Marine ice cliff instability mitigated by slow removal of ice shelves

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Marine ice cliff
Buttressing ice shelf
Antarctic Ice Sheet
Ice‐shelf collapse
Brittle‐ductile transition
Marine ice cliff instability
The accelerated calving of ice shelves buttressing the Antarctic Ice Sheet may form unstable ice cliffs. The marine ice cliff instability hypothesis posits that cliffs taller than a critical height (~90 m) will undergo structural collapse, initiating runaway retreat in ice‐sheet models. This critical height is based on inferences from preexisting, static ice cliffs. Here we show how the critical height increases with the timescale of ice‐shelf collapse. We model failure mechanisms within an ice cliff deforming after removal of ice‐shelf buttressing stresses. If removal occurs rapidly, the cliff deforms primarily elastically and fails through tensile‐brittle fracture, even at relatively small cliff heights. As the ice‐shelf removal timescale increases, viscous relaxation dominates, and the critical height increases to ~540 m for timescales greater than days. A 90‐m critical height implies ice‐shelf removal in under an hour. Incorporation of ice‐shelf collapse timescales in prognostic ice‐sheet models will mitigate the marine ice cliff instability, implying less ice mass loss.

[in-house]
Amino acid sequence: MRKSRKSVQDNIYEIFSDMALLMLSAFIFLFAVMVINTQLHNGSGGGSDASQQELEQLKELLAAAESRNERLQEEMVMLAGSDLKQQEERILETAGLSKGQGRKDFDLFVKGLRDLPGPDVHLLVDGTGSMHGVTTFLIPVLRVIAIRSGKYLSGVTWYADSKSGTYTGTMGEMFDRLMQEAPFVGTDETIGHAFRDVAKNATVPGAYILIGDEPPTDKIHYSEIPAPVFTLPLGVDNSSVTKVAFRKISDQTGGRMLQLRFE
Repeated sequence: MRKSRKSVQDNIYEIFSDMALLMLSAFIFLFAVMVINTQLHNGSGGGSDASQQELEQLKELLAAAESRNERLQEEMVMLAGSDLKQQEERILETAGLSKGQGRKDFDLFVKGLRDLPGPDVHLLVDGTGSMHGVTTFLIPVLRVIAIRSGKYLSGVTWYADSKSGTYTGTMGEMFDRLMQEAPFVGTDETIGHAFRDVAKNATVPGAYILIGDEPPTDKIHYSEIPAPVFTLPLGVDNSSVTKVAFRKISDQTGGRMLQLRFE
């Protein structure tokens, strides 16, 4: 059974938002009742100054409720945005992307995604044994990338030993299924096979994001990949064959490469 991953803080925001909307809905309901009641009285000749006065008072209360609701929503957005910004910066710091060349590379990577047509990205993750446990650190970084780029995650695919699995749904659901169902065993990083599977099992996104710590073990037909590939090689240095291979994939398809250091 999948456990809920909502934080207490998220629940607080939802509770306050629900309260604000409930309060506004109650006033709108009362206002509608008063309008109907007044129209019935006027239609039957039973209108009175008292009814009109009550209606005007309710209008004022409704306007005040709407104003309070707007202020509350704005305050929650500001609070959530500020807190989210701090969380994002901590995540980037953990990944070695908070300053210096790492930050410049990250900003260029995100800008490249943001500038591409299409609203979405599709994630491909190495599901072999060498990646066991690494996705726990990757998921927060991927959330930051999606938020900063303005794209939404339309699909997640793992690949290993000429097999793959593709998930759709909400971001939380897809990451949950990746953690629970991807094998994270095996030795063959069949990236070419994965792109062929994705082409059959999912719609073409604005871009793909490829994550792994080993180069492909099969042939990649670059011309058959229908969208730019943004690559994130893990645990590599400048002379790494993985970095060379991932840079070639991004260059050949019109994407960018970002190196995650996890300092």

Author Posting. © American Geophysical Union, 2019. This article is posted here by permission of American Geophysical Union for personal use, not for redistribution. The definitive version was published in Geophysical Research Letters 46, (2019): 12108-12116, doi: 10.1029/2019GL084183.
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Clerc, F., Minchew, B. M., & Behn, M. D. (2019). Marine ice cliff instability mitigated by slow removal of ice shelves. Geophysical Research Letters, 46, 12108-12116.
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